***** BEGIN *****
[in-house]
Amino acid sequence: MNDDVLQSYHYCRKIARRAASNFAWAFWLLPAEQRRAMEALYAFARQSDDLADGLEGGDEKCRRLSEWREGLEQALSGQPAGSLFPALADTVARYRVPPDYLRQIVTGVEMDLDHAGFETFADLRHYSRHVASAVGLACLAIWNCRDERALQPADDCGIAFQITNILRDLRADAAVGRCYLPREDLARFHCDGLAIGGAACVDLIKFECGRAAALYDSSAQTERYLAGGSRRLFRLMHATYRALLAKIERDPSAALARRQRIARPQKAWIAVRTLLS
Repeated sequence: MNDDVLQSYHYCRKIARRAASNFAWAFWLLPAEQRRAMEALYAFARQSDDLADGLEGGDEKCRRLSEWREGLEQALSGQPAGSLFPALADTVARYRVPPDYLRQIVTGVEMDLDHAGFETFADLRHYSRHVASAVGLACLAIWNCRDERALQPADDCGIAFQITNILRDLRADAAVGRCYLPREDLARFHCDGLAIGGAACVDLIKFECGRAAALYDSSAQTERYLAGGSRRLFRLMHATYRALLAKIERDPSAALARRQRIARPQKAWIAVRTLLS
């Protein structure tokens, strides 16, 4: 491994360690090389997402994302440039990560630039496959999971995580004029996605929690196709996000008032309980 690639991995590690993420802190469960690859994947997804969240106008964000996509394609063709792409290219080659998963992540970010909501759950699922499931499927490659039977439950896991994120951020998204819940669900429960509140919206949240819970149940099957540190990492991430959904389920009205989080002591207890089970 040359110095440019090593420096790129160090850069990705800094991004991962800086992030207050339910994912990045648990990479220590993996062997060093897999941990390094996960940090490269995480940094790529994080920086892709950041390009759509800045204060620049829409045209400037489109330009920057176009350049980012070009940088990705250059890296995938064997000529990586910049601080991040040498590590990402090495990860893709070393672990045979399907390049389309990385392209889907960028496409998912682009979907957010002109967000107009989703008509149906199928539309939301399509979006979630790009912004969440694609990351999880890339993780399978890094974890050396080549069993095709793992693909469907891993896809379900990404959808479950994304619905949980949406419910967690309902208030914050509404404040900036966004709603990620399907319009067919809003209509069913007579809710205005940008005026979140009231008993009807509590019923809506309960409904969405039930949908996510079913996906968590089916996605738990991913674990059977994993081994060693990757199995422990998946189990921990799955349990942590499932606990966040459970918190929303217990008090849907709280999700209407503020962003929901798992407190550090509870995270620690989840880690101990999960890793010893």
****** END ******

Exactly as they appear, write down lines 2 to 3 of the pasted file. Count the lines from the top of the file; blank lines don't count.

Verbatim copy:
Amino acid sequence: MNDDVLQSYHYCRKIARRAASNFAWAFWLLPAEQRRAMEALYAFARQSDDLADGLEGGDEKCRRLSEWREGLEQALSGQPAGSLFPALADTVARYRVPPDYLRQIVTGVEMDLDHAGFETFADLRHYSRHVASAVGLACLAIWNCRDERALQPADDCGIAFQITNILRDLRADAAVGRCYLPREDLARFHCDGLAIGGAACVDLIKFECGRAAALYDSSAQTERYLAGGSRRLFRLMHATYRALLAKIERDPSAALARRQRIARPQKAWIAVRTLLS
Repeated sequence: MNDDVLQSYHYCRKIARRAASNFAWAFWLLPAEQRRAMEALYAFARQSDDLADGLEGGDEKCRRLSEWREGLEQALSGQPAGSLFPALADTVARYRVPPDYLRQIVTGVEMDLDHAGFETFADLRHYSRHVASAVGLACLAIWNCRDERALQPADDCGIAFQITNILRDLRADAAVGRCYLPREDLARFHCDGLAIGGAACVDLIKFECGRAAALYDSSAQTERYLAGGSRRLFRLMHATYRALLAKIERDPSAALARRQRIARPQKAWIAVRTLLS